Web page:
The Cabin Misery on the Mountain Dec 26 1999
By LS Leggett - Published on
Format: Paperback
I could not put it down. I read the whole thing in one night. I can not wait for Cabin 2 to come out, or any other stories from this creative and talented author!
4 of 4 people found the following review helpful
Extraordinary story! Dec 30 1999
By A Customer - Published on
Format: Paperback
I was fascinated by the strange and interesting lives Tuesday and Annabelle lead in this book: The Cabin. It is shocking to think such things as baby-selling rings could actually exist! After reading this book I feel so sheltered. I can't wait for the sequel!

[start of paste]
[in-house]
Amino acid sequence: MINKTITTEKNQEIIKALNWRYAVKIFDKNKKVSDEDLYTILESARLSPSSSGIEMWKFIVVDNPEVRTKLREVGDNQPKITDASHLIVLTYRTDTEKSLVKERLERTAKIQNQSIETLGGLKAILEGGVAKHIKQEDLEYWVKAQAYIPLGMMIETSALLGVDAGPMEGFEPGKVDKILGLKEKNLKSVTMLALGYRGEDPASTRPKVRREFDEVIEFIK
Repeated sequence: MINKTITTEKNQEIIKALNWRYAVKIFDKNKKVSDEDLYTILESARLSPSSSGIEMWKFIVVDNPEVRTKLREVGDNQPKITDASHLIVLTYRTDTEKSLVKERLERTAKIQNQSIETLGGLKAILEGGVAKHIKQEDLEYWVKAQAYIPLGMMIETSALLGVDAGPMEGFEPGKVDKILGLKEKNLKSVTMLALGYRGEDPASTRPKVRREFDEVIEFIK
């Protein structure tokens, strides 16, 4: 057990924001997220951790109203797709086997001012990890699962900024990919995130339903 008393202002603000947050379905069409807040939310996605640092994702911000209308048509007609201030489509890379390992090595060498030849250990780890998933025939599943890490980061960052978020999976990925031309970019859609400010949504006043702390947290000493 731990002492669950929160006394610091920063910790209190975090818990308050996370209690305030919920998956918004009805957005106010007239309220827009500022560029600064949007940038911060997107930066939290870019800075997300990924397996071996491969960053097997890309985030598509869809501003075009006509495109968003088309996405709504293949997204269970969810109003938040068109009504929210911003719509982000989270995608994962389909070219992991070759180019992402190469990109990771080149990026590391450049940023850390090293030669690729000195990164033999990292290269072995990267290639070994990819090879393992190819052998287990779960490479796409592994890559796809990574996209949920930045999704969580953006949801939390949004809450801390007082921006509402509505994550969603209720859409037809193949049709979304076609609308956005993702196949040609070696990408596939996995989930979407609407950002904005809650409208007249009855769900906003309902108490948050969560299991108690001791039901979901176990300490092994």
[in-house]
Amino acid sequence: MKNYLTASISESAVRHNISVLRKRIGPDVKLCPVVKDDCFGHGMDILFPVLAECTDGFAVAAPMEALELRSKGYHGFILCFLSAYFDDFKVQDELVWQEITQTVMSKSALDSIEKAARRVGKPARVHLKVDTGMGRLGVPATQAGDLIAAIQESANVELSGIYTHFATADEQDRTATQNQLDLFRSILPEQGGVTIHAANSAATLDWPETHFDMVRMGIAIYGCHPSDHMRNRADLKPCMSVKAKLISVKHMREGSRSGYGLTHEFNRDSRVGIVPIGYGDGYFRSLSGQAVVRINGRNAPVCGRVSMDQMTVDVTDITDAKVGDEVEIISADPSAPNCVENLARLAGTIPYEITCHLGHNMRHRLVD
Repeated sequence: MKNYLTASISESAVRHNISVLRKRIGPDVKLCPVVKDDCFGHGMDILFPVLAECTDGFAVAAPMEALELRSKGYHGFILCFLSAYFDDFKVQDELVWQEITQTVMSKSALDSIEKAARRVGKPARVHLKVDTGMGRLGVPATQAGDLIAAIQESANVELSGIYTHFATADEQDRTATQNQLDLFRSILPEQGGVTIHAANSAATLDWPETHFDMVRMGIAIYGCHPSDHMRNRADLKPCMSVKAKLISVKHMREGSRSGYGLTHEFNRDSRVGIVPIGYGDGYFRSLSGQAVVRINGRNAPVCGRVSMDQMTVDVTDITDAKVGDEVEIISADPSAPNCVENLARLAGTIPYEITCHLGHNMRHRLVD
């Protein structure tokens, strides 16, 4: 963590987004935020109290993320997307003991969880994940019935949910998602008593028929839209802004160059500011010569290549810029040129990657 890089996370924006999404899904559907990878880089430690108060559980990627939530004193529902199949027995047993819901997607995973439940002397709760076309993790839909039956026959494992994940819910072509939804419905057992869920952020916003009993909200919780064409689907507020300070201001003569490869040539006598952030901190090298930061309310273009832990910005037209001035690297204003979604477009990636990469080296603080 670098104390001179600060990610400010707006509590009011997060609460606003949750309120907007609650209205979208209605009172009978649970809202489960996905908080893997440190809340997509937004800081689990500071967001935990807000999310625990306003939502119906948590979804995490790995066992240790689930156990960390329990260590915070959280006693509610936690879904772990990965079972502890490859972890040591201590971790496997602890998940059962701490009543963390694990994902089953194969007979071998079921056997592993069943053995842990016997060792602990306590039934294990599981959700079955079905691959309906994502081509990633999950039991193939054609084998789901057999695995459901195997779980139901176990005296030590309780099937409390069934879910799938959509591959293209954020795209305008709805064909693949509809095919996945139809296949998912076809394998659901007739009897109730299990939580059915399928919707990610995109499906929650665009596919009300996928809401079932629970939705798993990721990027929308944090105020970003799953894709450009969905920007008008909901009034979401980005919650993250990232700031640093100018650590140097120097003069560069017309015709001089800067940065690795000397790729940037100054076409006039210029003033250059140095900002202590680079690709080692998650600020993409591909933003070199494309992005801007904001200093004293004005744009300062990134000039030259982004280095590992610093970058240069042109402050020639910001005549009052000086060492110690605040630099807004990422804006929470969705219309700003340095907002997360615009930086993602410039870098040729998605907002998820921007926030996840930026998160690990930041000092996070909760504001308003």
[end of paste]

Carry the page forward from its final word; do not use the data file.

3 of 3 people found the following review helpful
Great Book Jan. 12 2000
By Carol S. Birdsell - Published on
Format: Paperback
I have just finished reading this book. I live in WV, so that was what prompted me first to read it, but I enjoyed every page. An author who can make you see the characters and feel their pain, their fear, and their joy, in my opinion, is an author I want to read more of. I could actually feel Tuesday's fear when she was in the cellar with the rats and her fear of Jacob...just an overall great book..
2 of 2 people found the following review helpful
S'alright Aug. 26 2008
By Care - Published on
Format: Paperback